Last updated on April 2, 2021
In the 2020 election, we witnessed Yuge ™ Republican angst over mail-in ballots. They were an invitation to fraud, they said. There’s no way to know if the votes were legal, they said. It gave an unfair advantage to minorities and poor people, they said (as though that were a bad thing). Trump (who voted by mail-in ballot) hollered and screamed and stamped his feet that Democrats were using mail-in voting to steal the election from him. Ever since the election, GOP-controlled legislatures have working overtime (which for them means more than 10 hours a week) to create new barriers to mail-in voting.
It looks like they got it all wrong.
A new study just released (PDF) by the Stanford Institute for Economic Policy Research (SIEPR) looked at the data (an endangered but not yet obsolete technique) and found that mail-in voting made little difference. The key factor was voter interest.
The 2020 U.S. election saw high turnout, a huge increase in absentee voting, and brought united Democratic control at the federal level — yet, contrary to conventional wisdom, these facts do not imply that vote-by-mail increased turnout or had partisan effects. Using nationwide data, we find that states newly implementing no-excuse absentee voting for 2020 did not see larger increases in turnout than states that did not. Focusing on a natural experiment in Texas, we find that 65-year-olds turned out at nearly the same rate as 64-year-olds, even though 65-year-olds voted absentee at much higher rates than 64-year-olds because they could do so without having to provide an excuse. Being old enough to vote no-excuse absentee did not substantially increase Democratic turnout relative to Republican turnout, as the increase in Democratic absentee voting was o set by decreases in Democratic in-person voting. Together, the results suggest that no-excuse absentee voting mobilized relatively few voters and had at most a muted partisan effect despite the historic pandemic. Voter interest appears to be far more important in driving turnout.
In their conclusion, the authors directly address the narrative that has developed about mail-in voting:
A conventional wisdom about vote-by-mail in the 2020 election has already congealed and is setting the terms of this debate. By this account, the expansion of vote-by-mail triggered widespread adoption of absentee voting, which in turn massively increased turnout, which in turn helped the Democratic party. Both parties have accepted this narrative and are engaged in rhetorical combat on these terms.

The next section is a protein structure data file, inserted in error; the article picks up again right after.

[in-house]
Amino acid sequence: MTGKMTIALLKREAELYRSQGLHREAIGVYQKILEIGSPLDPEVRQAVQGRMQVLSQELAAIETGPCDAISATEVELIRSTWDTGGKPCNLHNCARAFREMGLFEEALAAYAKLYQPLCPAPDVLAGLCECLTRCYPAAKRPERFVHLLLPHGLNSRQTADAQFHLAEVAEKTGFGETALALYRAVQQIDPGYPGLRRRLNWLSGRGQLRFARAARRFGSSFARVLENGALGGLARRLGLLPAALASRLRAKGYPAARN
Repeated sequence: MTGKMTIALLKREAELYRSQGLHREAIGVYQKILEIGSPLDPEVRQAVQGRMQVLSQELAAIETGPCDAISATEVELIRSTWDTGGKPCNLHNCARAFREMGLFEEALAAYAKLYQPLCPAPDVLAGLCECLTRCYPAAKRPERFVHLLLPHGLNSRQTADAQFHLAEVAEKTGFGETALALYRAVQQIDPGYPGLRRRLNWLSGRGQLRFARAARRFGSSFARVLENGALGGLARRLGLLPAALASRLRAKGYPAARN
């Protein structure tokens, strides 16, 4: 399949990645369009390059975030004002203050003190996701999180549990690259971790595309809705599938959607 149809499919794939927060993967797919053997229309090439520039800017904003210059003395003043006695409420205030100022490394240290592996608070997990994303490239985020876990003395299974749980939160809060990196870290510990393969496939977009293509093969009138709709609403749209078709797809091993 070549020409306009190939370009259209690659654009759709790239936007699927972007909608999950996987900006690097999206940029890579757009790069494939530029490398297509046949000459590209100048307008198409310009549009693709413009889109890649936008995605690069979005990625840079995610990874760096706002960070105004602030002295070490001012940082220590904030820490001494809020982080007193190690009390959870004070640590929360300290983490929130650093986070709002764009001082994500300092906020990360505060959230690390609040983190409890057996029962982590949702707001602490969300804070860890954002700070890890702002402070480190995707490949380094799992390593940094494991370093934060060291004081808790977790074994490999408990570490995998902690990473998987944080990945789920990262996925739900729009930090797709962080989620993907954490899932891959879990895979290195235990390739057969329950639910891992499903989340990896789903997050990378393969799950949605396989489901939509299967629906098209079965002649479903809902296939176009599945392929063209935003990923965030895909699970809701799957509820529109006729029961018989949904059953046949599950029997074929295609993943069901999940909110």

The problem with this conventional wisdom is that it is based on a fallacy. It’s true that more people voted by mail than ever before in the 2020 election. It’s also true that turnout was extraordinarily high in 2020. And it’s also true that the Democratic party won the Presidency and the Senate and maintained control of the House. But these facts do not imply that voting by mail increased turnout or helped the Democrats.
This sentence sums it up:
In fact, as we’ve shown, the major effect of expanding absentee voting is to change how people vote, not whether they vote.
The researchers examined the effect of the pandemic on voting, and suggest that while it had some impact on voting by mail, it is not clear that it made any difference in the votes themselves.
Vote-by-mail is an important policy that voters seem to like using, and it may be a particularly important tool during the pandemic. Despite all that, and despite the extraordinary circumstances of the 2020 election, vote-by-mail’s effect on turnout and on partisan outcomes is very muted, just as research prior to the pandemic would have suggested.
What the report doesn’t address is the impact of cutting back mail-in voting with cutting back polling precincts; that is justifiably outside its scope. The report also did not address the issue of deliberate Post Office delays intended to stop mail-in ballots from getting counted — though the research suggests that that effort too would probably have resulted in a wash.
The Republicans may be shooting themselves in their foot while it’s still in their mouth. But while that doesn’t mean we can relax and let them get away with it, it does mean we don’t have to panic over it, either. We need mail-in voting for convenience and for reasons of health, but the major point I take away from this report is that Democrats beat Trump because of high voter interest. Put more focus on keeping that interest high — and on blocking voter suppression, too, of course.
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